First, the good news

At the Center for the Built Environment, at the University of California at Berkeley, researchers have been working out ways to make people comfortable using tiny amounts of energy. Their developments build on studies of many human subjects in carefully controlled laboratory environments to determine the ranges of environmental variables which most people would find comfortable. These studies have made the prime researchers, Professors Ed Arens and Hui Zhang, influential in defining the best accepted standard of thermal comfort, known as ASHRAE 55.

Their work is a little bit like Back to the Future. Rather than ever more use of energy-intensive refrigerated air, Arens and Zhang have focused on factors like the effect of air movement. Not surprisingly, a bit of air movement can make a big difference in most people's perceptions of comfort when temperatures are rising. One of the tools used is a tiny, variable-speed fan which can be controlled by the user through her computer. Cleverly, the controlling software also communicates the level at which users set their fans to a central data collection point, which could be accessed by the master building control system.

Ironically, one of the commonest summer-time complaints heard in North American office buildings is that occupants are too cold. It's not surprising, when you consider that to maintain fixed temperature set-points year round, buildings blow massive quantities of refrigerated air into the space as temperatures outside heat up. Somebody is bound to be right under one of those jets of air and end up freezing cold. To deal with this, the thermal comfort studies indicated that the warming of people's feet and hands was the most efficient way of producing comfort. Small devices were developed to warm the top of the feet radiantly, again using tiny amounts of power and controlled by the occupants through their computers. Of course these techniques work in winter-time conditions as well.

There are several ramifications of this work that have powerful potential to reduce the energy we use heating and cooling buildings, and also in improving the overall comfort of the occupants of those buildings. The first is that just giving people some control over their own environments improves their satisfaction. No two people are alike in their thermal preferences, and all too often people with very different needs sit near each other.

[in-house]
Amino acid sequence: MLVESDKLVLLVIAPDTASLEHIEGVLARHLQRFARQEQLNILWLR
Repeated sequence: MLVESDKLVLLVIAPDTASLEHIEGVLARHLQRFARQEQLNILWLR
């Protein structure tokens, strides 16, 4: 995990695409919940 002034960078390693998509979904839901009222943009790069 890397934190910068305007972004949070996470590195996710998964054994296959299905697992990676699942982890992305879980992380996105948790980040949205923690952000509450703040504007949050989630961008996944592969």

Second, with the communication feature, the building itself can adapt to its occupants' desires. If the control system sees all the personal fans in a zone turned up, it can bump down the temperature in that zone slightly. This way the people in the building actually become the temperature sensors. And in fact, they are the sensors that really matter.

Third, in cooling season, the building could adjust so more people use their cooling fans and fewer use their foot warmers. This would automatically reduce the cooling energy used in summer by letting the building warm to the top of the comfort range. If the goal is to minimize peak demand, an effective strategy is to pre-cool the building in the morning and allow it to warm up over the course of the day. With this strategy, the building could use both heating and cooling devices, monitoring the personal control settings so as not to overcool in the morning, or overheat in afternoon.

Finally, and importantly, these personal control devices can be deployed quickly and inexpensively in existing buildings without requiring major renovations or upgrades. From the societal perspective, this allows a major reduction of energy use quickly and with minimal investments. There would even be a few jobs created making and installing the controls and getting them integrated with the existing building control systems.

Now for the bad news:

Most of this work, and much else, has been supported by the Public Interest Energy Research program at the California Energy Commission. The program was wisely set up to fund research “not adequately provided by private or regulated (i.e., energy utilities) markets.” The California legislature didn't vote to re-authorize this program, so its funding, which was $62 million annually, will stop being collected at the end of 2011. When the existing funds are spent, and the existing projects finish, there will be no more, and research programs like the Center for the Built Environment will wither.

$62 million sounds like a lot of money every year, and it is, giving the program a significant impact and world-wide recognition. There's even word that China intends to do something similar. Looked at another way, it's less than $2 a year for each Californian. Surely the Golden State can afford the price of a cup of coffee for its citizens to keep a world-class research program going. Governor Jerry Brown is trying to find a way to keep the program funded. If you agree, it would be worthwhile to contact the state's legislators and urge them to do so as well.

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